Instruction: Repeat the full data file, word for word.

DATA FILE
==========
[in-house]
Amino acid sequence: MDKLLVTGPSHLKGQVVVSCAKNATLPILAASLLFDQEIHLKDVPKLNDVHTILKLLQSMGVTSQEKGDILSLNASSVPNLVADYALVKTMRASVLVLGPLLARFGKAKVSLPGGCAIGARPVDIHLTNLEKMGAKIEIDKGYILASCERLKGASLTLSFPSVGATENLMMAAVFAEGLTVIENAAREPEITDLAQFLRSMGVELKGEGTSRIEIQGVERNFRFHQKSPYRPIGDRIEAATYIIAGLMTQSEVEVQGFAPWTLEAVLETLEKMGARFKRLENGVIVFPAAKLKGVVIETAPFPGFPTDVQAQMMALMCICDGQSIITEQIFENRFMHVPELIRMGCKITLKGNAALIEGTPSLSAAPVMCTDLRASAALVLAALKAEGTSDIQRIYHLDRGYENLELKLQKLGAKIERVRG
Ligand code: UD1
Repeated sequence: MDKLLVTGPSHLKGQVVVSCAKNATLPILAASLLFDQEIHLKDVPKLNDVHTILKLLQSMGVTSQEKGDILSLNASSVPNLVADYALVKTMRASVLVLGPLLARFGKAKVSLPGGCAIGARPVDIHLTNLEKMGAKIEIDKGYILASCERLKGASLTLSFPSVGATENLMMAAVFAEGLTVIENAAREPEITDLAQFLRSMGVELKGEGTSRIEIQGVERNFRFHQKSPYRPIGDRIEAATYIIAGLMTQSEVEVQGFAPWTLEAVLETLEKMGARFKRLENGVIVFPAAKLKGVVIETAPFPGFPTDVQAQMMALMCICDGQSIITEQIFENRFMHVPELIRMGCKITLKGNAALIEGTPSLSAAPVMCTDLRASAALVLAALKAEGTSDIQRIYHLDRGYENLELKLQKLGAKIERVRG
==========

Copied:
[in-house]
Amino acid sequence: MDKLLVTGPSHLKGQVVVSCAKNATLPILAASLLFDQEIHLKDVPKLNDVHTILKLLQSMGVTSQEKGDILSLNASSVPNLVADYALVKTMRASVLVLGPLLARFGKAKVSLPGGCAIGARPVDIHLTNLEKMGAKIEIDKGYILASCERLKGASLTLSFPSVGATENLMMAAVFAEGLTVIENAAREPEITDLAQFLRSMGVELKGEGTSRIEIQGVERNFRFHQKSPYRPIGDRIEAATYIIAGLMTQSEVEVQGFAPWTLEAVLETLEKMGARFKRLENGVIVFPAAKLKGVVIETAPFPGFPTDVQAQMMALMCICDGQSIITEQIFENRFMHVPELIRMGCKITLKGNAALIEGTPSLSAAPVMCTDLRASAALVLAALKAEGTSDIQRIYHLDRGYENLELKLQKLGAKIERVRG
Ligand code: UD1
Repeated sequence: MDKLLVTGPSHLKGQVVVSCAKNATLPILAASLLFDQEIHLKDVPKLNDVHTILKLLQSMGVTSQEKGDILSLNASSVPNLVADYALVKTMRASVLVLGPLLARFGKAKVSLPGGCAIGARPVDIHLTNLEKMGAKIEIDKGYILASCERLKGASLTLSFPSVGATENLMMAAVFAEGLTVIENAAREPEITDLAQFLRSMGVELKGEGTSRIEIQGVERNFRFHQKSPYRPIGDRIEAATYIIAGLMTQSEVEVQGFAPWTLEAVLETLEKMGARFKRLENGVIVFPAAKLKGVVIETAPFPGFPTDVQAQMMALMCICDGQSIITEQIFENRFMHVPELIRMGCKITLKGNAALIEGTPSLSAAPVMCTDLRASAALVLAALKAEGTSDIQRIYHLDRGYENLELKLQKLGAKIERVRG